Lee Pitts
Morrow Bay, Calif.

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July 12, 2013
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A Committee of One


I’m not a real meeting-goer. The last meeting I went to was 20 years ago, and believe me, it felt like it lasted that long. I doubt the Rotarians would have me and, although I think highly of them, I’m not a Moose, Elk, Lion or any other group of wild animals that meet regularly. I was on a planning commission once but the group seemed to think that our town might be better off if I stayed home.

One of the reasons I dislike meetings so much is that I was a member of the FFA in high school and all our meetings were conducted properly using Robert’s Rules of Order. Although groups say they are using the same rules today, I think they are really using Howard or Helen’s Rules of Order. Or whoever else is president.

The primary reason I hate meetings is that any time you get more than two people together they start acting stupid. Instead of saying, “That’s the most idiotic idea I’ve ever heard,” you hear yourself seconding the motion. And elections? You gotta be kidding. When’s the last time you saw a group actually take nominations from the floor, give each candidate a chance to speak, and then vote? Instead, some brain trust known as the nominating committee meets in secret and comes up with a list of candidates with only one person nominated for each office. When the chairperson, or chairhuman, asks for further nominations no one dares nominate another person for fear of being banished, or being made secretary.

Some people spend their lives going to meetings and if you go to enough pretty soon you find yourself being sent to the ultimate meeting, a convention, where you get to stay in fancy hotels you’d never think of staying in if you had to pay for it yourself. But you’ll pay a price in other ways for whatever group you represent, whether it is beef,  hogs, or beets, you’ll eat some form of it at every meal. Even for breakfast. Prune pancakes, beef oatmeal or spinach waffles anyone?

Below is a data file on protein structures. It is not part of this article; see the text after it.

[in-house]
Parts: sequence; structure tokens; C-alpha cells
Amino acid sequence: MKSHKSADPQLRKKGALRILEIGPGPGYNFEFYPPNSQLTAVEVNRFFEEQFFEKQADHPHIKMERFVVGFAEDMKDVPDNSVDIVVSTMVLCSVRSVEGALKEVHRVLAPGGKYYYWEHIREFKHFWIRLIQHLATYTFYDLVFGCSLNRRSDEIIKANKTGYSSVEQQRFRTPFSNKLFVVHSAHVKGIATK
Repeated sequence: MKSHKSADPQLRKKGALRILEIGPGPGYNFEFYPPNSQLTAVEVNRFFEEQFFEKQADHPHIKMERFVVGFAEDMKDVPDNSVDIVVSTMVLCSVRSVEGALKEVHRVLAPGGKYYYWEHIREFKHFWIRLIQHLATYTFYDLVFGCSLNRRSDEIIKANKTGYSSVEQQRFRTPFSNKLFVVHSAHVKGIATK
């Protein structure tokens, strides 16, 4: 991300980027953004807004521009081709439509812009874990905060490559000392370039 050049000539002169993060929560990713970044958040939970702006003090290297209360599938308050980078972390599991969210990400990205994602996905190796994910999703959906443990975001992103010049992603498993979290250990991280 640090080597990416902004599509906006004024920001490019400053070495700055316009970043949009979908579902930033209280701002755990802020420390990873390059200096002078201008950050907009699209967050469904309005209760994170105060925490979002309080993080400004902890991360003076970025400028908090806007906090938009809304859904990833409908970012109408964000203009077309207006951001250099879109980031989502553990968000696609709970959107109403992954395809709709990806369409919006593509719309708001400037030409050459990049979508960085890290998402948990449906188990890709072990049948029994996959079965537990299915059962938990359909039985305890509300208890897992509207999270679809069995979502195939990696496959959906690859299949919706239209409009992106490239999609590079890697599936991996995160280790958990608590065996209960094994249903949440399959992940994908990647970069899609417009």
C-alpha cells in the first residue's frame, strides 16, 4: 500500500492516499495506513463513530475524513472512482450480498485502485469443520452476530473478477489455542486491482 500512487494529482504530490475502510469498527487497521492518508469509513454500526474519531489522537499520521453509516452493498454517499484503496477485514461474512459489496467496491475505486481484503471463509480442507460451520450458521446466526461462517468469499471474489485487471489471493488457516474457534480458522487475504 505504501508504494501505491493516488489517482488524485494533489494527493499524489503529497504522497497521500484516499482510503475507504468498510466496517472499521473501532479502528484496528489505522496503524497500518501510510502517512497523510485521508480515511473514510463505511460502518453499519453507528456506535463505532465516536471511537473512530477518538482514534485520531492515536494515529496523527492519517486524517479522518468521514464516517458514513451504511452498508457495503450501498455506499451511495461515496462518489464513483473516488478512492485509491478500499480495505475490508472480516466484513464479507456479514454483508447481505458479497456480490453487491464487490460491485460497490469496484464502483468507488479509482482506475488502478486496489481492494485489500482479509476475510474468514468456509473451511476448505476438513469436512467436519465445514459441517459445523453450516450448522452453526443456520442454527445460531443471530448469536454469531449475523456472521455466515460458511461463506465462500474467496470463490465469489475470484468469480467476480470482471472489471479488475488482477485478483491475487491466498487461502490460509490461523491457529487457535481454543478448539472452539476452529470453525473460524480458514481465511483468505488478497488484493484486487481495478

Your reward for sitting through all the boring committee meetings is that you get to play in the pre-convention golf tournament, shop in stores you don’t have at home, or see sights you’d never see otherwise. This is why conventions are held in New Orleans and Las Vegas and not Lovelock or Laredo. Aside from giving each other gaudy plaques for their service, serious attendees collect business cards, network, play politics, listen to professors drone on, and spend their hours producing minutes.

Let’s be frank, the real reason people go to conventions is the trade show where you are given a canvas bag to fill with free goodies. It’s like Halloween for old people. And you don’t even have to wear a mask! It’s also the reason why many men and women take their spouse, so they get two swag bags instead of just one.

At the convention the pecking order is decided by how long your name badge is. Just like the merit badges you earned in Cub Scouts or Girl Scouts, at the convention you are given a name badge composed of cards with each one representing a committee or a position. The longer your name badge hangs from your neck, the more important you are. If it reaches your navel or rests on the top of your belly you are probably President. If you drag your name badge behind you like a tail, you are so important when you walk through crowds the plebeians will part like you are king.

Of course, the purpose of any convention is to form committees. If you find yourself on one of these, congratulations, you have arrived. And if you keep your nose clean, show you are a team player, and don’t get too drunk or obnoxious at the cocktail party, you may one day find yourself on the all important steering, long range planning, or nominating committee. Or, heaven forbid, a BLUE RIBBON TASK FORCE! Be advised, it’s not exactly like the blue ribbon you won at the fair for your hog or your sheep, but the boss hog will undoubtedly lead, and the sheep will be expected to follow. ❖




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The Fence Post Updated Oct 17, 2013 09:45AM Published Jul 12, 2013 02:26PM Copyright 2013 The Fence Post. All rights reserved. This material may not be published, broadcast, rewritten or redistributed.